Comic Book: The Authority
"We're here to give you a second chance. To make a world worth living in. We are The Authority.
"Bugger this. I want a better world."
Created by writer Warren Ellis
and artist Bryan Hitch, The Authority
took the standard superhero tropes and shook them up with a manga-influenced
"widescreen" style that used splash pages and large panels to make the business of saving the world actually look impressive for once.
The original series appeared in May, 1999. The story continued on from the recently cancelled Stormwatch
, where most of the team members first appeared during Ellis's run. Ellis started The Authority
by blowing up Moscow
and continued in suitably bombastic fashion, threatening the Earth with an imperialistic army from an alternate universe and a battle with God
itself. Hitch's detailed but kinetic panels conveyed the action with aplomb and the series's style essentially spawned the trend for Decompressed Comics
Later writers took the team in a slightly different direction. Picking up on the idea that the team originally formed to improve
the world, not just save it, they had them executing dictators, defusing international crises and even pulling a coup d'etat on the US Government itself. However, as Status Quo Is God
, they have only rarely been able to effect any kind of serious change.
The team's original members were:
- Jenny Sparks, "The Spirit of the 20th Century" (a woman who is reborn every 100 years, embodying that century's—or in past times, era's—central concept - in this case, electricity. She was the leader of Stormwatch's black-ops subteam, and assembled the Authority to continue their job on her terms.)
- Apollo, "The Sun God" (a Superman pastiche with powers of flight, indestructibility and laser vision, and the lover of the Midnighter. A Super Soldier who became a Phlebotinum Rebel from a Stormwatch splinter cell before reconciling with the main organization.)
- The Midnighter, "Night's Bringer of War" (a Batman pastiche who can work out how to win a fight in his head before it's even begun; he is also Apollo's lover and later husband. He shared an origin with his partner.)
- The Doctor, "The Shaman" (the mightiest magic-user on Earth and the latest in a long line of shamans to defend the planet; also an ex-junkie.)
- The Engineer, "The Maker" (a woman whose blood was replaced by nanotechnology, making her a Chrome Champion Gadgeteer Genius who can create her gadgets at will.)
- Jack Hawksmoor, "The King of Cities" (a man experimented on by aliens who were actually humans from the 70th century who has a symbiotic relationship with cities, granting Super Strength and psychic abilities relating to a city and what happens within it. He was a member of Jenny's Stormwatch Black team.)
- Swift, "The World's Greatest Huntress" (a woman with the ability to grow wings and claws, low-level Flying Brick powers, and superhuman senses. Part of Jenny Sparks's Stormwatch team, and in fact the only character from pre-Ellis Stormwatch to survive into The Authority.)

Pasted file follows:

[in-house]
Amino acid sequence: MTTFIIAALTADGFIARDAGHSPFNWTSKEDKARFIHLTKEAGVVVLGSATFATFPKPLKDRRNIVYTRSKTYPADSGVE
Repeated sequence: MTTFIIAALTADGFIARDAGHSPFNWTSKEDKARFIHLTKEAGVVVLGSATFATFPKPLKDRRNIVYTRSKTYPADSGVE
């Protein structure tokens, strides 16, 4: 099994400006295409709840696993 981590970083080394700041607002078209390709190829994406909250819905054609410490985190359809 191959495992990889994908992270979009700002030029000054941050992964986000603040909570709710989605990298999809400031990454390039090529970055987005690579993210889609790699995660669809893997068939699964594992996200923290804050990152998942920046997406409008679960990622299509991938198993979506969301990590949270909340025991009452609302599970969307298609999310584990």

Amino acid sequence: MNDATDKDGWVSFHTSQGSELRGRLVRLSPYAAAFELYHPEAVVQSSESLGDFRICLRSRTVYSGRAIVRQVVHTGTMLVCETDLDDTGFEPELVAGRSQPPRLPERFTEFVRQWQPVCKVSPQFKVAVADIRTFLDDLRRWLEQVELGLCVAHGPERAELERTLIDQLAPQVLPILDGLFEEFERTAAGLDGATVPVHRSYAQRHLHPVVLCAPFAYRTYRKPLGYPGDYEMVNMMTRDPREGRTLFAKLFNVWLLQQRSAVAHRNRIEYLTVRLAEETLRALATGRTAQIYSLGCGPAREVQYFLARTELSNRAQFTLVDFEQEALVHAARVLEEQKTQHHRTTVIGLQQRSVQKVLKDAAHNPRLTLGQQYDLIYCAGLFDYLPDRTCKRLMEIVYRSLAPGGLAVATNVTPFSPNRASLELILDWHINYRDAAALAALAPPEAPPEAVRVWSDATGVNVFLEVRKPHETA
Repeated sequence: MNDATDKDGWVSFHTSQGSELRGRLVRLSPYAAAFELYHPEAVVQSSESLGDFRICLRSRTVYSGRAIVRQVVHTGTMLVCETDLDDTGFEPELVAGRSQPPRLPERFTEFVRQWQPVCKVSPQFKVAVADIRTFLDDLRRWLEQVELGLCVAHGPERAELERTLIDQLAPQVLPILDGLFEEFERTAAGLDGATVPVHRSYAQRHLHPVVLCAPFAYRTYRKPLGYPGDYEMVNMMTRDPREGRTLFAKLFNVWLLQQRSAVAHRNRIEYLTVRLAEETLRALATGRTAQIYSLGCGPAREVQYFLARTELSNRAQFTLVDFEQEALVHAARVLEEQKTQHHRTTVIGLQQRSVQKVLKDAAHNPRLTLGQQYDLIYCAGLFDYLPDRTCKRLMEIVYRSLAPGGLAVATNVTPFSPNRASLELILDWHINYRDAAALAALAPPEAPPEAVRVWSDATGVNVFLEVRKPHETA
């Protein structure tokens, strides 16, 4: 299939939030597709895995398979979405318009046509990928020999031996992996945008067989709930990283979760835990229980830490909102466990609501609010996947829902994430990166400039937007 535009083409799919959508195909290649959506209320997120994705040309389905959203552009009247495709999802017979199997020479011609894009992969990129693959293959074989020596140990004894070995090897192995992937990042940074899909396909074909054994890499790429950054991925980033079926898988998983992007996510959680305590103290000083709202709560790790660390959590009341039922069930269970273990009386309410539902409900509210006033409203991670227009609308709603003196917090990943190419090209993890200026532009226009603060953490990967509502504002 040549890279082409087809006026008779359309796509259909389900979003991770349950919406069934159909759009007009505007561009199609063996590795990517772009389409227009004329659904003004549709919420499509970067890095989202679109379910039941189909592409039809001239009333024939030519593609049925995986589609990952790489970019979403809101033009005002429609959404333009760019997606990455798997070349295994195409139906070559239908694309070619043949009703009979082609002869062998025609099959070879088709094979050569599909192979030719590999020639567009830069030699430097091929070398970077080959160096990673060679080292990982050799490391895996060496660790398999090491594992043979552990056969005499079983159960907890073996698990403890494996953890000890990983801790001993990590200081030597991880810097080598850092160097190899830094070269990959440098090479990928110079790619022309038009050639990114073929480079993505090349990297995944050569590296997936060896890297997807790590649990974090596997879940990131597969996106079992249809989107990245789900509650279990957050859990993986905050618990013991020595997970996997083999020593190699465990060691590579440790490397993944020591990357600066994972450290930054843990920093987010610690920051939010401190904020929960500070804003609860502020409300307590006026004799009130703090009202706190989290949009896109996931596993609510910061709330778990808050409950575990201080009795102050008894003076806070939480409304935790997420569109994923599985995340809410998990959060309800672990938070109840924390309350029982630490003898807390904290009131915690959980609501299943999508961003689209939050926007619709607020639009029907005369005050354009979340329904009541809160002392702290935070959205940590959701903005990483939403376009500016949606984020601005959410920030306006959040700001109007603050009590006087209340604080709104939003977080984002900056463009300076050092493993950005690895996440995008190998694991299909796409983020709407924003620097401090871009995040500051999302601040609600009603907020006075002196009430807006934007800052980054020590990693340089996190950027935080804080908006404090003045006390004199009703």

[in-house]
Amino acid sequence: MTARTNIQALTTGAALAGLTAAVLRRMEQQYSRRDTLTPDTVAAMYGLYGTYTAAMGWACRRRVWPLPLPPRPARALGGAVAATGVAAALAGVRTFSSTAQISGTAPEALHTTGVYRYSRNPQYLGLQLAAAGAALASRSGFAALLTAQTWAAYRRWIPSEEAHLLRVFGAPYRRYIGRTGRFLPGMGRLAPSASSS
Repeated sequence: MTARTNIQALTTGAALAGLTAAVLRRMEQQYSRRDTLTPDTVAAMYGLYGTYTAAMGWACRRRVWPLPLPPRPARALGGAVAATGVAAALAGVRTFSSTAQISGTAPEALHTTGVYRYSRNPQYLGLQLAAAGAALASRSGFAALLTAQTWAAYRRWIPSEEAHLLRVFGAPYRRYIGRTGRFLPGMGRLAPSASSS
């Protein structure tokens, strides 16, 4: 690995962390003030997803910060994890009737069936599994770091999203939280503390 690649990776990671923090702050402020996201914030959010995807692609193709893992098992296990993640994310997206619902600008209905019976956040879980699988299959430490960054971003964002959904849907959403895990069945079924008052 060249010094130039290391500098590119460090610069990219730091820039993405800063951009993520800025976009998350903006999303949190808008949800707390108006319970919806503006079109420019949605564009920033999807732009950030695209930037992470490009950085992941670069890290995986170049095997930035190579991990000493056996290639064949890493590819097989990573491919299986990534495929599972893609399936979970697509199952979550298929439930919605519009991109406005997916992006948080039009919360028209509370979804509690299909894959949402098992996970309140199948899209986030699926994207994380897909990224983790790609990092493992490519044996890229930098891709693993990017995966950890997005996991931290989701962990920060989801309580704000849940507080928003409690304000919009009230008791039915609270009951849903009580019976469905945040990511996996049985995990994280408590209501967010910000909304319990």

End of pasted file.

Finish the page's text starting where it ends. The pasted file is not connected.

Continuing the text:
Both Jenny Sparks and The Doctor eventually died and were replaced
by Legacy Characters
, Jenny's next incarnation (Jenny Quantum) and another Doctor, respectively. By 2007, the other members remained in the team, and other characters, such as Rose Tattoo
(Another ex-Stormwatch member and the Spirit of Murder
, transformed by the current doctor into the Spirit of Life), joined.
As the series went on, the stories tended to get more and more outrageous, not to mention Anvilicious
Rather aggressively satirized in the Superman comic book What's So Funny About Truth, Justice and the American Way?
and its Animated Adaptation Superman vs. the Elite
, in which their Expies
beat up Superman, who was concerned about both their violent methods and the pointlessness of killing them when they appear to be a symptom of the times rather than the cause of it.
With the 2011 DC reboot, the Wildstorm characters have been absorbed into the larger DC Universe, and the rebooted Authority characters are now the core of a new Stormwatch.
- "The Authority" vol. 1 (1999-2002). 29 issues.
- "The Authority Annual" (2000). 1 issue.
- "Jenny Sparks: The Secret History of the Authority" (2000-2001). 5 issues.
- "The Authority: Kev" (2002). A one-shot, popular enough to gain sequels.
- "The Authority" vol. 2 (2003-2004). 15 issues, numbering started with issue #0.
- "The Authority: More Kev" (2004). 4 issues.
- "The Authority: Revolution" (2004-2005). 12 issues.
- "The Authority: The Magnificent Kevin" (2005-2006). 5 issues.
- "The Authority" vol. 4 (2006-2007). 2 issues. Abortive attempt at relaunch. The project conflicted with the schedule of writer Grant Morrison and was abandoned.
- "A Man called Kev" (2006-2007). 5 issues.
- "Authority: Prime" (2007-2008). 6 issues.
- "The Authority" vol. 5 (2008-2011). 29 issues.
- "The Secret History of The Authority: Jack Hawksmoor" (2008). 6 issues.
- "The Authority: The Lost Year" (2010). 10 issues. Continuation of vol. 4, starting numbering with issue #3.
This series provides examples of:
"'Think for yourself and question authority.'
And if you can think for yourself, what do you need authority for?"
To make a world worth living in.